I had a bit of a homeschooling revelation over the summer, nothing too major, but it was a useful shift in perception. I realised that the only things I referred to as ‘school’ were more traditional activities like writing or working-on-spelling. I also realised that it was likely that I was building a perception in Huwyl’s mind that school is restrictive and boring, pretty much what I was hoping to avoid.
So Cooking School was born. Alongside Science School, Art School… you see where I’m going with this don’t you? I started to include all of our activities under the banner of school and, in the process, reminded myself of the need for diversity in our approach and attitude to learning. With the cooking element specifically I noticed that I do include the boys in cooking but we didn’t do much that was just ‘for them’. Often the pressure of getting the recipe ‘right’ made me less patient and tolerant than I would like, so I decided to do a cooking task that was just for the boys and focus on process rather than outcome.
I’ve been approaching this activity very much as a lesson, planning in advance who will do what task, thinking about how to expand their skills and confidence, considering the approach and potential difficulties. Crucially I’ve added the task to my planner so it is official, this helps me take it seriously and get on track as my energy starts to wane later in the afternoon. I’m not just making a mess with a questionable food product at the end of it, I’m doing Cooking School.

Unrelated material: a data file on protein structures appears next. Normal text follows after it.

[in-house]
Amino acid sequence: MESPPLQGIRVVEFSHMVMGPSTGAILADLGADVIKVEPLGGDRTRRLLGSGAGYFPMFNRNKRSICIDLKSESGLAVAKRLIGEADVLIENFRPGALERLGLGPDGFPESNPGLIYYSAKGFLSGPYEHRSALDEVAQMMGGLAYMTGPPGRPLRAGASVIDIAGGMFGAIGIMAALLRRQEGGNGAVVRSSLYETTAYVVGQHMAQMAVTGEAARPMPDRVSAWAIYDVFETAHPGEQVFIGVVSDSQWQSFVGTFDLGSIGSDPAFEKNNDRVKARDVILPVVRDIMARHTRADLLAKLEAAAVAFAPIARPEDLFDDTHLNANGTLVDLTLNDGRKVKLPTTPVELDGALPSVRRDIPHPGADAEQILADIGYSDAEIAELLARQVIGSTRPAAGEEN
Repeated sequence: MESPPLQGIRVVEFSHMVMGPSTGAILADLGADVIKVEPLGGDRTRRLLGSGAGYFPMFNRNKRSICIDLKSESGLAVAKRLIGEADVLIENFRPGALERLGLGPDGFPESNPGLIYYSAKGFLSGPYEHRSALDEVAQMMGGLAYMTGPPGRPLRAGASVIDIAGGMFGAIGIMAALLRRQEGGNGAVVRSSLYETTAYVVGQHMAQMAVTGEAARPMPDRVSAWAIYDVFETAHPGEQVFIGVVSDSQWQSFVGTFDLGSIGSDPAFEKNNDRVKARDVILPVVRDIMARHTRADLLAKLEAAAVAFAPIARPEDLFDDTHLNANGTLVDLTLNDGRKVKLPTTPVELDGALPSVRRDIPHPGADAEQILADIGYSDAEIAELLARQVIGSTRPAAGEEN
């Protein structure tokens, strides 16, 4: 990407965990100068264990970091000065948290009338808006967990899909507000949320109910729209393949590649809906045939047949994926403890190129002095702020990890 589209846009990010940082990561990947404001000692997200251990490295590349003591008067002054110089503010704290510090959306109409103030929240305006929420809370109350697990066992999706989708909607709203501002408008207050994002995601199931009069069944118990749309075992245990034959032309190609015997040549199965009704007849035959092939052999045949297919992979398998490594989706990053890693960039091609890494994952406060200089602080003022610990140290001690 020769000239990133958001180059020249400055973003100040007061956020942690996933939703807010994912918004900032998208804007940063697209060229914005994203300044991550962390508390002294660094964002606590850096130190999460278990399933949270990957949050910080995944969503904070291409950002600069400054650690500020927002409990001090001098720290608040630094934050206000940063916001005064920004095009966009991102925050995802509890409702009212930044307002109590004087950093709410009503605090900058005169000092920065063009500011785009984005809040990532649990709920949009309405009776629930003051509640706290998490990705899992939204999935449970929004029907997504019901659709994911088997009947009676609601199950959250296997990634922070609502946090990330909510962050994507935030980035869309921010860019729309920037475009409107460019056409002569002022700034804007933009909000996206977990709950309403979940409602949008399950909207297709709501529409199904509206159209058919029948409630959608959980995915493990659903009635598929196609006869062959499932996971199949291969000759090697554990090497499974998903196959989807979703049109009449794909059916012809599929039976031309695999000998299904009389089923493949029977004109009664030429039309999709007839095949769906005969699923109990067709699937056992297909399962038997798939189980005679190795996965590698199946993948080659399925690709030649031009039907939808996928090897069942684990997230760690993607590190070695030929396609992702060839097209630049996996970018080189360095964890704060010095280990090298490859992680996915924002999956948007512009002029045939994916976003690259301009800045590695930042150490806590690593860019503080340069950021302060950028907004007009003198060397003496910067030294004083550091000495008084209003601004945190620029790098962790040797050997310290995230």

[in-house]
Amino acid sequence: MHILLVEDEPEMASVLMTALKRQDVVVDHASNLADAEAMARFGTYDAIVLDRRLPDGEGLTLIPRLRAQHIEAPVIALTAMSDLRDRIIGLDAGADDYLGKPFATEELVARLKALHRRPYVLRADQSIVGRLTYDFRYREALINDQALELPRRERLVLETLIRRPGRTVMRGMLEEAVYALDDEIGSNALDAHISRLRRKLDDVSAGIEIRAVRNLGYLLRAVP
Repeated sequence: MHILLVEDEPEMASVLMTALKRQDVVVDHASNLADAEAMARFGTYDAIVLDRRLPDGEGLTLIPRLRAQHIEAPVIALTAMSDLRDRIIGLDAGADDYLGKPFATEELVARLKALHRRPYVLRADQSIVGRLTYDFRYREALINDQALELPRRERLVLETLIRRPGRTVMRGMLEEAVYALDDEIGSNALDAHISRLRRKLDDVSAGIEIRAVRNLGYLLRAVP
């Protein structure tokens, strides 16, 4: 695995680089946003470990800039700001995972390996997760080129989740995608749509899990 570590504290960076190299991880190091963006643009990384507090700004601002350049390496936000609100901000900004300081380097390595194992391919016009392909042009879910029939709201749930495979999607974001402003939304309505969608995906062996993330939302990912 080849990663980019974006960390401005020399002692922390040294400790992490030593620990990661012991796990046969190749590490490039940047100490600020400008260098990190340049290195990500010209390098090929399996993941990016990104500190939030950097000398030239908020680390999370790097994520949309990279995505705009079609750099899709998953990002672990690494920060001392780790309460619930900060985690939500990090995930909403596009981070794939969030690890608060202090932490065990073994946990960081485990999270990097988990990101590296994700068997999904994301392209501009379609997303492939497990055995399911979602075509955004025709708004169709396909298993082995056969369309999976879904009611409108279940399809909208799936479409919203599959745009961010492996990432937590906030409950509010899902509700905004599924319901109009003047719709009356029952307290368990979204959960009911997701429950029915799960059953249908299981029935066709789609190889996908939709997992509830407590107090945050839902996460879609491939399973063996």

Our textbook for this class is The River Cottage Family Cookbook, this book was written with the express purpose of adult/child cooking teams in mind. The recipes are varied and there are many pared down classics in there. The pared down element means that the food is unlikely to rock your palate but that really isn’t the point. The point is getting the children working in the kitchen, engaged with food and building confidence; all things I want to encourage. I’ve added a different recipe for each week to my planner which, hopefully, allows me to make sure we have the right supplies and ingredients when Wednesday afternoon rolls around.
When all else fails, whipped cream makes almost anything taste good.
5 thoughts on “Cooking School”
So, really you’re getting your kids to make you dinner one night a week. I mean, cooking school sounds fun, but also very, very clever. Put the little buggers to work. Now, this wouldn’t work at the Cat Farm, as we have a long-standing rule that states: if a kid made it, we don’t eat it. But I guess if the kids are yours, exceptions can be made…
Yes I think we are long beyond the mutual infection stage. Now I’m more into the “if it’s got chocolate on it I’ll eat it and not really ask too many questions” stage.
What a delicious idea. Dinner (or maybe dessert) by the kids on Tuesday nights- I am so stealing your idea for our own homeschool!
If I think of any other ways to work
child labourlife skills into my curriculum I’ll be sure to update!
LOL The kids started real chores this summer, besides- clean your room and pick up your toys. When school started they thought for sure chores were over. After our first day of school I said it was time for chores. They looked at me like I had gone completely off my rocker! Chores and school? How cruel is that!?